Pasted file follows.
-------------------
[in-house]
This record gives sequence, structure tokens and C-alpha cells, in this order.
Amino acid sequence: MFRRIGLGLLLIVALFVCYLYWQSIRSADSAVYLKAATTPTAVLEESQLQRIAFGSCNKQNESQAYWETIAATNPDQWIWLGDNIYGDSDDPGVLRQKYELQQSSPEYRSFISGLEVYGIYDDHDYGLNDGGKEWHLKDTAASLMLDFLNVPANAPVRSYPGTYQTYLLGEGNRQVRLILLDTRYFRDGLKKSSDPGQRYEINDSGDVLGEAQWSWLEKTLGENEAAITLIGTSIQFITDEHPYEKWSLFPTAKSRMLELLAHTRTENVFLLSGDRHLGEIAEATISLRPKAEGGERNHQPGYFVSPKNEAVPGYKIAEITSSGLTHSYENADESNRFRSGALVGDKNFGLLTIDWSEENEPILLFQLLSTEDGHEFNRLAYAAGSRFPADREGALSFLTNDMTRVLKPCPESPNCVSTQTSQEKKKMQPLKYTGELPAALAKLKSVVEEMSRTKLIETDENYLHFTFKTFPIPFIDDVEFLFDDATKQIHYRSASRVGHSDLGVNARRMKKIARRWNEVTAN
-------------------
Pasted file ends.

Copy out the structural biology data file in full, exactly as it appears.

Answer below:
[in-house]
This record gives sequence, structure tokens and C-alpha cells, in this order.
Amino acid sequence: MFRRIGLGLLLIVALFVCYLYWQSIRSADSAVYLKAATTPTAVLEESQLQRIAFGSCNKQNESQAYWETIAATNPDQWIWLGDNIYGDSDDPGVLRQKYELQQSSPEYRSFISGLEVYGIYDDHDYGLNDGGKEWHLKDTAASLMLDFLNVPANAPVRSYPGTYQTYLLGEGNRQVRLILLDTRYFRDGLKKSSDPGQRYEINDSGDVLGEAQWSWLEKTLGENEAAITLIGTSIQFITDEHPYEKWSLFPTAKSRMLELLAHTRTENVFLLSGDRHLGEIAEATISLRPKAEGGERNHQPGYFVSPKNEAVPGYKIAEITSSGLTHSYENADESNRFRSGALVGDKNFGLLTIDWSEENEPILLFQLLSTEDGHEFNRLAYAAGSRFPADREGALSFLTNDMTRVLKPCPESPNCVSTQTSQEKKKMQPLKYTGELPAALAKLKSVVEEMSRTKLIETDENYLHFTFKTFPIPFIDDVEFLFDDATKQIHYRSASRVGHSDLGVNARRMKKIARRWNEVTAN